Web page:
C Percivalle, A La Rosa, D Verga, F Doria, M Mella, M Palumbo, M Di Antonio, M Freccero
J Org Chem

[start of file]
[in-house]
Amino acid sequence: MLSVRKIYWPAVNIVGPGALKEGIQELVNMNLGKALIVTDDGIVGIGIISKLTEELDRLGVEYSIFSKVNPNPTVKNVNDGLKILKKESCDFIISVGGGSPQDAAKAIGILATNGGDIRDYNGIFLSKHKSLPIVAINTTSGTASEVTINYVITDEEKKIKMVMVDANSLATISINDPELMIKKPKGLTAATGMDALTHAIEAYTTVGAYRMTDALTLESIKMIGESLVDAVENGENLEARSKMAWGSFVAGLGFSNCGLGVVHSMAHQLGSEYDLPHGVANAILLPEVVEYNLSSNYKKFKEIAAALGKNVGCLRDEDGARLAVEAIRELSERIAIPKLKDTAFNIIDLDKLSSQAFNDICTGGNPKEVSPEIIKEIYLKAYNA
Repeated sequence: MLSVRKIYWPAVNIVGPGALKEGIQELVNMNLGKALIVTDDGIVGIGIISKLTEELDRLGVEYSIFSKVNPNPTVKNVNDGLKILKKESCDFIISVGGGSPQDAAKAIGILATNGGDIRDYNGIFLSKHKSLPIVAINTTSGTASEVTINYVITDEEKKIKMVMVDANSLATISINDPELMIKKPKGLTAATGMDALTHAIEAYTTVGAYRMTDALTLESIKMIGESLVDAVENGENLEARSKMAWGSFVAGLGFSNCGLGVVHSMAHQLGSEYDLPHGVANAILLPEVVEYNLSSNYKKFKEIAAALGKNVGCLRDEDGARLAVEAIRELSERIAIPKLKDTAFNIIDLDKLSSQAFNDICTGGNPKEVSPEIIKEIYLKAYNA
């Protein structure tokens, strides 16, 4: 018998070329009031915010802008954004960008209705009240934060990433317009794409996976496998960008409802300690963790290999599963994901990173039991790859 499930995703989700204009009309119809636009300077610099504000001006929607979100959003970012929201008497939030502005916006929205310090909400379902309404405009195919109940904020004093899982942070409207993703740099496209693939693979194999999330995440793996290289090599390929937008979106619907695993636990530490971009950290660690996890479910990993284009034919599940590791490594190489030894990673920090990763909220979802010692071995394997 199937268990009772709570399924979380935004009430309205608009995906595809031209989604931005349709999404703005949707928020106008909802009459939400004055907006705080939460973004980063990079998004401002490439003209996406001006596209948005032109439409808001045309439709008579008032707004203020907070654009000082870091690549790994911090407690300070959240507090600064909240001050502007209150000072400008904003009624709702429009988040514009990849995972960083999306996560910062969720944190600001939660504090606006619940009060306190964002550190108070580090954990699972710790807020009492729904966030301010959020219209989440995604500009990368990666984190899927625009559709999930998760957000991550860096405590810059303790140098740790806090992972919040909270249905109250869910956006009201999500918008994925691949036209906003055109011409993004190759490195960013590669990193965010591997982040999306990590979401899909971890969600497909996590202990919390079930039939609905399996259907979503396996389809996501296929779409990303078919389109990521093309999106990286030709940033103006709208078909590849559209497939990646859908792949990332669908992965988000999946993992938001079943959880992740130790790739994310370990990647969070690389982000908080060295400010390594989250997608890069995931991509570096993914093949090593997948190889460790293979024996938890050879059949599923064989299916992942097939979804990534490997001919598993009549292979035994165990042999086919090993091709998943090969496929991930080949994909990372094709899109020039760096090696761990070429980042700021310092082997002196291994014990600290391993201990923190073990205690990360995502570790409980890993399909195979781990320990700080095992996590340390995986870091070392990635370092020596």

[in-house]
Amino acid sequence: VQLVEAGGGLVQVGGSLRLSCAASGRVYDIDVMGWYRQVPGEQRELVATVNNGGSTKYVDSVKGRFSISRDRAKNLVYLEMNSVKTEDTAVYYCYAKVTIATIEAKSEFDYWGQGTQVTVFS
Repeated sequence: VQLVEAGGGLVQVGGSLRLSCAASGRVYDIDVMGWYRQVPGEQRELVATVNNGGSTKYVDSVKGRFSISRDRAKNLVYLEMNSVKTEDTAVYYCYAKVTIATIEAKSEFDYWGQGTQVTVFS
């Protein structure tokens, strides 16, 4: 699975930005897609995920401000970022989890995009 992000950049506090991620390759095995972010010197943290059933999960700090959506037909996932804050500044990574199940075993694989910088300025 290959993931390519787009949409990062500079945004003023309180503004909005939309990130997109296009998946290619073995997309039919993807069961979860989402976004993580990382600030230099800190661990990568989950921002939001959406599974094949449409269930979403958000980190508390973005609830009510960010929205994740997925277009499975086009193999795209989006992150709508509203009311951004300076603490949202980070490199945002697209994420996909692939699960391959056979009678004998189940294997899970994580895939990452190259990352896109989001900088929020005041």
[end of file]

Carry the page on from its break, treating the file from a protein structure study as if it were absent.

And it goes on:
Photochemical activation of water-soluble 1,8-naphthalimide derivatives (NIs) as alkylating agents has been achieved by irradiation at 310 and 355 nm in aqueous acetonitrile. Reactivity in aqueous and neat acetonitrile has been extensively investigated by laser flash photolysis (LFP) at 355 nm, as well as by steady-state preparative irradiation at 310 nm in the presence of water, amines, thiols, and ethyl vinyl ether. Product distribution analysis revealed fairly efficient benzylation of the amines, hydration reaction, and 2-ethoxychromane generation, in the presence of ethyl vinyl ether, resulting from a [4 + 2] cycloaddition onto a transient quinone methide. Remarkably, we found that the reactivity was dramatically suppressed under the presence of oxygen and radical scavengers, such as thiols, which was usually associated with side product formation. In order to unravel the mechanism responsible for the photoreactivity of these NI-based molecules, a detailed LFP study has been carried out with the aim to characterize the transient species involved. LFP data suggest a photoinduced electron transfer (PET) involving the NI triplet excited state (λ(max) 470 nm) of the NI core and the tethered quinone methide precursor (QMP) generating a radical ions pair NI(•-) (λ(max) 410 nm) and QMP(•+). The latter underwent fast deprotonation to generate a detectable phenoxyl radical (λ(max) 390 and 700 nm), which was efficiently reduced by the radical anion NI(•-), generating detectable QM. The mechanism proposed has been validated through a LFP investigation at 355 nm exploiting an intermolecular reaction between the photo-oxidant N-pentylnaphthalimide (NI-P) and a quaternary ammonium salt of a Mannich base as QMP (2a), in both neat and aqueous acetonitrile. Remarkably, these experiments revealed the generation of the model o-QM (λ(max) 400 nm) as a long living transient mediated by the same reactivity pathway. Negligible QM generation has been observed under the very same conditions by irradiation of the QMP in the absence of the NI. Owing to the NIs redox and recognition properties, these results represent the first step toward new molecular devices capable of both biological target recognition and photoreleasing of QMs as alkylating species, under physiological conditions.